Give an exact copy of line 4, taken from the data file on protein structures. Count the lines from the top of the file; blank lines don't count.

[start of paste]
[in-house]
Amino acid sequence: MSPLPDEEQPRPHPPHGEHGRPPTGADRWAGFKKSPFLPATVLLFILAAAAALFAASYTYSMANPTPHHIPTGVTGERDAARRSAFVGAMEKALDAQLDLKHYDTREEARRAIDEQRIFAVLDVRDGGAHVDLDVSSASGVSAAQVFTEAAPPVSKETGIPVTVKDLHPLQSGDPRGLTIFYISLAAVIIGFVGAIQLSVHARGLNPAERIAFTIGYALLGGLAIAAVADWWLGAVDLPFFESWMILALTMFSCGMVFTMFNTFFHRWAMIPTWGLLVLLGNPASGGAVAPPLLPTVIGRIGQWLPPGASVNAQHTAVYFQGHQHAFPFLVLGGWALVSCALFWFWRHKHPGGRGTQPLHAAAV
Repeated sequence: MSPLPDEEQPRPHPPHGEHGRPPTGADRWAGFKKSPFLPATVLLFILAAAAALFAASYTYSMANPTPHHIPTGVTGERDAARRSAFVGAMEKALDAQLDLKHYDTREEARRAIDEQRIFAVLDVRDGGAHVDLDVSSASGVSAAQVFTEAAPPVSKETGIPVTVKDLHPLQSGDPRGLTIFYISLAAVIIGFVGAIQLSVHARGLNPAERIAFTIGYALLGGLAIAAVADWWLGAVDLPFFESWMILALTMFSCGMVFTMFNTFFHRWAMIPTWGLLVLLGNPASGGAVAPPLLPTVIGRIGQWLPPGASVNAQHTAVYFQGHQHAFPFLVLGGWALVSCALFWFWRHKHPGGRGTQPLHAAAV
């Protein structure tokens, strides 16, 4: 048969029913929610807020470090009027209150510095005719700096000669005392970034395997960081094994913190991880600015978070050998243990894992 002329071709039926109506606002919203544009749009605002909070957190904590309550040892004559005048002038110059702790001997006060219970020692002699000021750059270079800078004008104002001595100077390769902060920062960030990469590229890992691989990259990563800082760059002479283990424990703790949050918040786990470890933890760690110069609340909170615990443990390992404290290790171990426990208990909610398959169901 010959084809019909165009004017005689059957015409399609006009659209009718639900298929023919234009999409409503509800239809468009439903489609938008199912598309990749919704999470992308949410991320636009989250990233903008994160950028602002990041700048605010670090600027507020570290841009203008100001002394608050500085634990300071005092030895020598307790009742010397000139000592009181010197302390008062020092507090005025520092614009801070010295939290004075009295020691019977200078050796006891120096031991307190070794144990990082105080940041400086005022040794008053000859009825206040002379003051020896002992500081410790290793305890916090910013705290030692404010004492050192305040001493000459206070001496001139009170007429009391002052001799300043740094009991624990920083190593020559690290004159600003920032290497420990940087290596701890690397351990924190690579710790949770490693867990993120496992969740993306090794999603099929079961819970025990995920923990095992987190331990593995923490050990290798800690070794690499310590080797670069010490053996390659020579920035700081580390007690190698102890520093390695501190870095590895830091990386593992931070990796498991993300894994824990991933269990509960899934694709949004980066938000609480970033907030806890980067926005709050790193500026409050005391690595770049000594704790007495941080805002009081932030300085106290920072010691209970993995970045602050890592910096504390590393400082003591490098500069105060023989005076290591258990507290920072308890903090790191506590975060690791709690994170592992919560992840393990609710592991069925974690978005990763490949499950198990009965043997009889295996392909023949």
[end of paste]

């Protein structure tokens, strides 16, 4: 048969029913929610807020470090009027209150510095005719700096000669005392970034395997960081094994913190991880600015978070050998243990894992 002329071709039926109506606002919203544009749009605002909070957190904590309550040892004559005048002038110059702790001997006060219970020692002699000021750059270079800078004008104002001595100077390769902060920062960030990469590229890992691989990259990563800082760059002479283990424990703790949050918040786990470890933890760690110069609340909170615990443990390992404290290790171990426990208990909610398959169901 010959084809019909165009004017005689059957015409399609006009659209009718639900298929023919234009999409409503509800239809468009439903489609938008199912598309990749919704999470992308949410991320636009989250990233903008994160950028602002990041700048605010670090600027507020570290841009203008100001002394608050500085634990300071005092030895020598307790009742010397000139000592009181010197302390008062020092507090005025520092614009801070010295939290004075009295020691019977200078050796006891120096031991307190070794144990990082105080940041400086005022040794008053000859009825206040002379003051020896002992500081410790290793305890916090910013705290030692404010004492050192305040001493000459206070001496001139009170007429009391002052001799300043740094009991624990920083190593020559690290004159600003920032290497420990940087290596701890690397351990924190690579710790949770490693867990993120496992969740993306090794999603099929079961819970025990995920923990095992987190331990593995923490050990290798800690070794690499310590080797670069010490053996390659020579920035700081580390007690190698102890520093390695501190870095590895830091990386593992931070990796498991993300894994824990991933269990509960899934694709949004980066938000609480970033907030806890980067926005709050790193500026409050005391690595770049000594704790007495941080805002009081932030300085106290920072010691209970993995970045602050890592910096504390590393400082003591490098500069105060023989005076290591258990507290920072308890903090790191506590975060690791709690994170592992919560992840393990609710592991069925974690978005990763490949499950198990009965043997009889295996392909023949």